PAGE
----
In What Flowers Remember, due to a shared love of flowers and gardening, Delia and her elderly neighbor Old Red Clancy dream up a seed- and flower-selling business. The two make quite a pair. He has the know-how and she has the get-up-and-go. But something is happening to Old Red. And the doctors say he can’t be cured. He’s forgetting places and names and getting cranky for no reason. As his condition worsens, Delia takes it upon herself to save as many memories as she can. Her mission is to gather Old Red’s stories so that no one will forget, and she corrals everybody in town to help.

What Flowers Remember is a story of love and loss, of a young girl coming to understand that even when people die, they live on in our minds, our hearts, and our stories.

What inspired you to write this story?

I spent my childhood summers with my grandparents in a small town in West Virginia, not totally unlike the fictional town of Tucker’s Ferry. As a result, my grandparents became like second parents. When I was in my twenties, my grandfather was diagnosed with Alzheimer’s. I hoped and prayed that he wouldn’t forget me. But of course, the disease doesn’t work that way, and I was forgotten along with everyone else he loved. The moment I realized he no longer knew who I was is something I will never forget. It broke my heart. And it was that nugget which inspired this story.

Could you share with readers how you conducted your research or share a few interesting tidbits you learned while researching? 

I did research on Alzheimer’s as I wrote the novel. The Alzheimer’s Association has a wealth of information. While I knew what my grandfather experienced, I didn’t know if that was typical or if there were other signs and symptoms which might be worth including to make it more accurate. Most people only think of Alzheimer’s as losing memories, but it can often cause changes in mood, and even result in a loss of smell. I included both of those in the book.

Shannon_Wiersbitzky_Author_Photo_2012

Alzheimer’s isn’t typically a disease associated with children. Why include this as a topic in a middle-grade novel?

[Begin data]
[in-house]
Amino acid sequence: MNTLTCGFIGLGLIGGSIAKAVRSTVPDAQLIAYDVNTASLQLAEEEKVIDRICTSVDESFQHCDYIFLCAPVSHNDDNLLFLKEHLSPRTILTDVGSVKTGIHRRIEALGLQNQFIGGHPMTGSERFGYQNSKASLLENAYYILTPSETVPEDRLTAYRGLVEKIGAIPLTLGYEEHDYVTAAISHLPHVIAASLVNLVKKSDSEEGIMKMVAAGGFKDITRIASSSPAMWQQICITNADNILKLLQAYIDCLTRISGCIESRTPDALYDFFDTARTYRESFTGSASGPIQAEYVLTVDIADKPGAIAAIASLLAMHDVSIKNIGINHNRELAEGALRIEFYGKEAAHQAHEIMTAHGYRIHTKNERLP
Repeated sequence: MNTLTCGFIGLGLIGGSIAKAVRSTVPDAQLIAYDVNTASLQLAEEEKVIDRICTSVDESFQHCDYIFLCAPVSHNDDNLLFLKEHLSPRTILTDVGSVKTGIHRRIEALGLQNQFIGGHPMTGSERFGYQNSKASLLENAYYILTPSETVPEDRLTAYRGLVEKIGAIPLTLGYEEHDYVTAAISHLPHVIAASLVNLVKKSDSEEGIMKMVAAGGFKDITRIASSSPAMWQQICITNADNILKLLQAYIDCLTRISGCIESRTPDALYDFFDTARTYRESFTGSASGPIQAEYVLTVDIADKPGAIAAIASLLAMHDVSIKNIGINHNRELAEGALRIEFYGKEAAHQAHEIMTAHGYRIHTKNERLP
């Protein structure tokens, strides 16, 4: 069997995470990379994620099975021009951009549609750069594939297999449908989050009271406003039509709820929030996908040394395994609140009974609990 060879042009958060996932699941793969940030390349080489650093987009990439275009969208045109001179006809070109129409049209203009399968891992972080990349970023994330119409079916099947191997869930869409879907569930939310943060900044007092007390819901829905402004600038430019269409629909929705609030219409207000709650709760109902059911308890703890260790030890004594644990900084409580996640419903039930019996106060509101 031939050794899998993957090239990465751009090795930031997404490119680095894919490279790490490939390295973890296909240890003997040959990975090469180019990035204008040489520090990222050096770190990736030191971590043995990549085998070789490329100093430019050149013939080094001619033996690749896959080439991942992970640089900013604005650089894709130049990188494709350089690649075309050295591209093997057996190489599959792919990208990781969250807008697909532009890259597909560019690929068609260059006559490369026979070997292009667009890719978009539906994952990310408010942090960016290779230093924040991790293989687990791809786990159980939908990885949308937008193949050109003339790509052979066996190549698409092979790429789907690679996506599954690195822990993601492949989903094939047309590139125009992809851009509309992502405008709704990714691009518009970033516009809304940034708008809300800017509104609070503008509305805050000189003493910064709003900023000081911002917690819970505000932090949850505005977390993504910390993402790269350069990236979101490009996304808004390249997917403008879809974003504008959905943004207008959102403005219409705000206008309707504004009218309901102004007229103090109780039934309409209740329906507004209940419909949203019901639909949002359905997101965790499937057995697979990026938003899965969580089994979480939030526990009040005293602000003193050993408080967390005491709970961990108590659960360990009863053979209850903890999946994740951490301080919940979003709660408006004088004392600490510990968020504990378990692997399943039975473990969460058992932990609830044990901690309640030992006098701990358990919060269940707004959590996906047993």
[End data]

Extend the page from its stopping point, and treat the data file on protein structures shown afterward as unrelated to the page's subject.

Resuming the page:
I never set out to write a book “about Alzheimer’s”. I wanted to write a story that spoke to my own truth, about how it feels to be forgotten by someone you love. Within the context of fiction, I imagined what a young girl might do, and what an entire town might do, if they felt they could, in some way, prevent memories from being forgotten.

The reality is that according to the Alzheimer’s Association, one in three seniors will suffer from some type of dementia. One in three. That is an astounding number. It also means that there are many children who will be impacted by the disease. Whether it is grandparents or parents, or someone else they know and love. I hope the story will help kids (and adults) who are experiencing or have experienced Alzheimer’s in some way.

*Note: A portion of the proceeds from the sale of this book are donated to the Alzheimer’s Association.

What topics does your book touch upon that would make it a perfect fit for the classroom?

There are many topics in the book a teacher could explore:

Memories. Every family has favorite memories. Memories that are passed down from generation to generation. What memories do families keep alive? How? What memories would students never want to forget? Project ideas: Create a memory board. Interview family or friends for favorite memories.

Flowers. Flowers have different meanings and many, like the pansies noted in the book, have different folk tales associated with them. What flowers do students like most? What stories or meanings are linked to them? Project idea: Pick a flower and explain how its meaning links to your own life.

Teaching and Learning. Delia is a sort of gardening apprentice to Old Red. Everyone has a skill they can teach someone else. Project idea: Have each student pick something they’re good at and teach the rest of the class how to do it.

Handling Conflict. Delia and her friend Mae meet up with a local bully at their school festival. Discussion topic: Assess how Delia handled her situation and explore how they have handled their own situations. What might they do in specific circumstances?

You can connect with author Shannon Wiersbitzky here:

Website
Facebook
Twitter
Goodreads

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48. An Exquisite, Stunning, Gorgeous Cover for BLUE BIRDS!